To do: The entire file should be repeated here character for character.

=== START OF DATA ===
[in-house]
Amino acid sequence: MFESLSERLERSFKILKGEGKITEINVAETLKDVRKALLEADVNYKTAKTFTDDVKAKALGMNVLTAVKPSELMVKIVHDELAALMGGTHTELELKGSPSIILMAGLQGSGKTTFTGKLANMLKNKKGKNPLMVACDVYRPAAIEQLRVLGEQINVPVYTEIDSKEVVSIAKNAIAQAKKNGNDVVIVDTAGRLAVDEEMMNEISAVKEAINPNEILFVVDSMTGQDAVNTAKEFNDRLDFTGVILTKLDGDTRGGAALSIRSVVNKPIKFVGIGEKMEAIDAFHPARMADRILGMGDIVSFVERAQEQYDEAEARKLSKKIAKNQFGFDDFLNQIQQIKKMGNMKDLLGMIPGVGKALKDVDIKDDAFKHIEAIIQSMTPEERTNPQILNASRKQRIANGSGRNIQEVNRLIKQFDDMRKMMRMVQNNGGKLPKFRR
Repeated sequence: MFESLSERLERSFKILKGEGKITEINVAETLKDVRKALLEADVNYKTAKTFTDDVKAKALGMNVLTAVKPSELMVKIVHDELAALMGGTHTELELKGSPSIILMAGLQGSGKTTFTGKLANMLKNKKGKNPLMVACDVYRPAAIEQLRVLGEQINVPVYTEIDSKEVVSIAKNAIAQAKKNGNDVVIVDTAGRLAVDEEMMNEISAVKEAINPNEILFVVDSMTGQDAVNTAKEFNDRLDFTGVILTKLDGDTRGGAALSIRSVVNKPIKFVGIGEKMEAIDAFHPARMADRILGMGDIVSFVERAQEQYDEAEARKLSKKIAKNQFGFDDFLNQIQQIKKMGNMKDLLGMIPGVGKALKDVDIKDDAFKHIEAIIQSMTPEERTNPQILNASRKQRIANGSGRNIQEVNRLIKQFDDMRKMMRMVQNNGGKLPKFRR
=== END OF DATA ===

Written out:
[in-house]
Amino acid sequence: MFESLSERLERSFKILKGEGKITEINVAETLKDVRKALLEADVNYKTAKTFTDDVKAKALGMNVLTAVKPSELMVKIVHDELAALMGGTHTELELKGSPSIILMAGLQGSGKTTFTGKLANMLKNKKGKNPLMVACDVYRPAAIEQLRVLGEQINVPVYTEIDSKEVVSIAKNAIAQAKKNGNDVVIVDTAGRLAVDEEMMNEISAVKEAINPNEILFVVDSMTGQDAVNTAKEFNDRLDFTGVILTKLDGDTRGGAALSIRSVVNKPIKFVGIGEKMEAIDAFHPARMADRILGMGDIVSFVERAQEQYDEAEARKLSKKIAKNQFGFDDFLNQIQQIKKMGNMKDLLGMIPGVGKALKDVDIKDDAFKHIEAIIQSMTPEERTNPQILNASRKQRIANGSGRNIQEVNRLIKQFDDMRKMMRMVQNNGGKLPKFRR
Repeated sequence: MFESLSERLERSFKILKGEGKITEINVAETLKDVRKALLEADVNYKTAKTFTDDVKAKALGMNVLTAVKPSELMVKIVHDELAALMGGTHTELELKGSPSIILMAGLQGSGKTTFTGKLANMLKNKKGKNPLMVACDVYRPAAIEQLRVLGEQINVPVYTEIDSKEVVSIAKNAIAQAKKNGNDVVIVDTAGRLAVDEEMMNEISAVKEAINPNEILFVVDSMTGQDAVNTAKEFNDRLDFTGVILTKLDGDTRGGAALSIRSVVNKPIKFVGIGEKMEAIDAFHPARMADRILGMGDIVSFVERAQEQYDEAEARKLSKKIAKNQFGFDDFLNQIQQIKKMGNMKDLLGMIPGVGKALKDVDIKDDAFKHIEAIIQSMTPEERTNPQILNASRKQRIANGSGRNIQEVNRLIKQFDDMRKMMRMVQNNGGKLPKFRR